This feeling of renewal informs the other sculptures too, Wilson explains.  The Compass sculpture on the Lizzie Brice roundabout with its angled, needle-sharp copper point signifies new life springing forth and the energy of the town thrusting upwards.  The zig-zagging walls and curving stone dyke of the Dyke Swarm which hugs the Newpark roundabout on the west approach road reflects the natural materials of the town, for instance, the bings, and this is mixed with contemporary copper for the town’s new direction. The North Eliburn roundabout sculpture, Chrysalis, illustrates the development from one form into something else, growing and new life emerging.  The copper at the top of this piece adds interest and also links the sculpture to the others in the project.

Construction
The project is remembered vividly by Wilson, “Trying to achieve the tight timescale was very demanding and all four sites had to be worked together.” He had only two weeks for concept design and a further two weeks to finalise and cost the project. Employing a team of men to help, stone masons, drystane dykers and labourers, he feels he must have covered hundreds of miles moving around all the sites keeping everything on track. Over the next month Wilson and his team got approvals and carried out more detailed design so they ended up with four months available to build on site, in Wilson’s words, “A big ask!” However, the project was completed a mere two weeks late, over the winter of 1995-96. Wilson used a limited pallet of materials for the build. This consisted of various types of natural stone – reclaimed dyking stone, whinstone, a yellow limestone, building rubble and copper. Farmers at this time were opening up their fields and there was a surplus of stone from their old dykes.  He arranged the purchase of the dyking stone through a stone merchant as that was the only way he could guarantee the supply in the quantities that he required.  The yellow limestone was sourced from a quarry in England and was used for aesthetics as it gave a good contrast to the whinstone. This can be seen to good effect in the NORgate and Compass artworks.

ChrysalisAsked if it had been a smooth-running project, Wilson says, “Considering the scale of the project and some of the technicalities that it threw up, and the short timescale allowed, I feel it went incredibly well. But I certainly had my bad days!”  He is referring to the installing of the foundations for the soaring, 13 metre high archway, NORgate, on Deer Park roundabout – one of the biggest tasks of the whole project. Wilson had 6 concrete lorries ordered at half hour intervals, a specialist concrete-pumping lorry on hire, and a whole traffic management system in place so that the materials could be got onto the roundabout safely and efficiently.  This had taken an enormous amount of preparation and organising and was a pretty stressful undertaking. It all started to go pear-shaped within the first half hour. The concrete would not pump and nobody could get it working.  There were 3 concrete lorries parked around the roundabout with only a set time to offload or the costs start to spiral. The stress and tempers were rising with one driver marching onto site and berating them all for being ‘incompetents’.  Luckily for Wilson it turned out that the concrete supplier had specified and supplied the wrong grade of material for pumping so he packed everybody up before lunchtime that day and went home early! It was all re-arranged for the following day and went without a hitch.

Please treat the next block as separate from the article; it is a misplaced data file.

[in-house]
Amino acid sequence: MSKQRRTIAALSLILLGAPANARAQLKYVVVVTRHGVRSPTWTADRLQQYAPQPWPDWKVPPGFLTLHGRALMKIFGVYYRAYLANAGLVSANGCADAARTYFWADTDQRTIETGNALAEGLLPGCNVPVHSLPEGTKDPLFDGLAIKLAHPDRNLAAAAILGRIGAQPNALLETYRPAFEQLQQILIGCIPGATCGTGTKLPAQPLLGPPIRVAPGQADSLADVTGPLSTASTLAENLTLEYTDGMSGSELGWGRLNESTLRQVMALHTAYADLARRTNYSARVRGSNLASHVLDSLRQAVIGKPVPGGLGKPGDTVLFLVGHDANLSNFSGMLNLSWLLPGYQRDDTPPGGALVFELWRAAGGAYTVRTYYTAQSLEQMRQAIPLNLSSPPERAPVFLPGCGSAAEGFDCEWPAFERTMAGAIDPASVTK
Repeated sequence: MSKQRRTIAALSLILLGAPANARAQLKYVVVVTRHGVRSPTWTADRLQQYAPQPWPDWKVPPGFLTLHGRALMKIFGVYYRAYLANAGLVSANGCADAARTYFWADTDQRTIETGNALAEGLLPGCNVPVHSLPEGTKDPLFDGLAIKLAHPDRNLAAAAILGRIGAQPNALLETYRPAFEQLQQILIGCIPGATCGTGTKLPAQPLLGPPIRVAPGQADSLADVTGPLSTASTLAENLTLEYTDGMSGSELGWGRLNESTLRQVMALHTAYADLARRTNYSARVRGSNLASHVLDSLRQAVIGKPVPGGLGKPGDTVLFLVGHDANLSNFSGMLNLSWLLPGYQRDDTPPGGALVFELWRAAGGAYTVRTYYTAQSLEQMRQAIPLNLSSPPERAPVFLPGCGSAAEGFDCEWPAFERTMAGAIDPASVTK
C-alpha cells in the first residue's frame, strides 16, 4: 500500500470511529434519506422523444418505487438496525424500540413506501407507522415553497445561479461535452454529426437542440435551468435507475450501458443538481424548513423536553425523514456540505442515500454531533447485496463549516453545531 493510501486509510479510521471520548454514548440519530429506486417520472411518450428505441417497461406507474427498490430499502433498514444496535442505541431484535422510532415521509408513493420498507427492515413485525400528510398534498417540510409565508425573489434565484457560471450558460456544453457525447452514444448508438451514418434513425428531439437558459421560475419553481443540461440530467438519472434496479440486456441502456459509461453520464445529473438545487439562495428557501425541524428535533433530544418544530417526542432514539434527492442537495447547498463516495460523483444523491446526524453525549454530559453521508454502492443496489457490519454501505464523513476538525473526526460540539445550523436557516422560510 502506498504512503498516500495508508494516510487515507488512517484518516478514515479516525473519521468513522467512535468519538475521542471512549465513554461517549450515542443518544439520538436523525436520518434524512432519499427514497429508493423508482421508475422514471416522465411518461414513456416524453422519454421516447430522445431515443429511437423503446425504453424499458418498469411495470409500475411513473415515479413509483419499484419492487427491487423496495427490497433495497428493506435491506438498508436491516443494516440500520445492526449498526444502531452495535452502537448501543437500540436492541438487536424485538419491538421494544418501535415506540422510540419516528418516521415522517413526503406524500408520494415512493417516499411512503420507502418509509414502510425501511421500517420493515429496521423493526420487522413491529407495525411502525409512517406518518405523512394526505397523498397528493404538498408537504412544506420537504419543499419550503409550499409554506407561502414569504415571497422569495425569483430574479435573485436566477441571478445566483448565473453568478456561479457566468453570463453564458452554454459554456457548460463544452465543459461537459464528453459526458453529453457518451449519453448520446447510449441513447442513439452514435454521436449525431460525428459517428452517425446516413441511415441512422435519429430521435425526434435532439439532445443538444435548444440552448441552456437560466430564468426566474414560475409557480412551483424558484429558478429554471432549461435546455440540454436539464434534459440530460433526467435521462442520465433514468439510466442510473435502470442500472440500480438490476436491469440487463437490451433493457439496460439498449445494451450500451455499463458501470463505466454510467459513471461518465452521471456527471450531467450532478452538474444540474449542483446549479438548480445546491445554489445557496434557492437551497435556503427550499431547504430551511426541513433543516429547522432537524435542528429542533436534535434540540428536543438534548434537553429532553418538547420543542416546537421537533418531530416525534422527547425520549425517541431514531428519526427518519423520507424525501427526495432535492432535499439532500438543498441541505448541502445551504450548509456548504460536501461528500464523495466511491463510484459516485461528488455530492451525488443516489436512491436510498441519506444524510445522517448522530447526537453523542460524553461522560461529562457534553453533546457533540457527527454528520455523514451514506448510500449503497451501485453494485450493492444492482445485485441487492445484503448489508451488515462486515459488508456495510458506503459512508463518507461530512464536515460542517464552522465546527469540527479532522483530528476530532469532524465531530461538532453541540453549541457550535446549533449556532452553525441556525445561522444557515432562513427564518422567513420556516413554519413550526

Of the four artworks, NORgate on Deer Park roundabout is closest to Wilson’s heart because of everything that was involved in making it. From the concept sketch through to how to build it, this was his vision. There were many technical challenges involved in getting it built and he is very proud of the fact that he was able to solve all of them. One structural engineer told him it couldn’t be built!  “NORgate is very visible from the M8 and if the flight path is right you can see it from an aeroplane,  as well as being visible in Google earth,” he says. “Locally it seems to be known as the ‘wishbone’ and most people you speak to know of it.”

Fifteen years on, Wilson can still recall the intensity of the project and feeling drained and deflated when he swept up and walked away at the end. Recently he was asked to give some talks about the project, in Howden Park Centre in Livingston and to a group in Broxburn. He enjoyed seeing how interested local people were in the detailed drawings and plans and getting such positive feedback. “But the whole project,” Wilson remembers , “was such a thrill!”

Dyke Swarm

Copyright © Yvonne MacMillan 2011

First published in Lothian Life, May 2011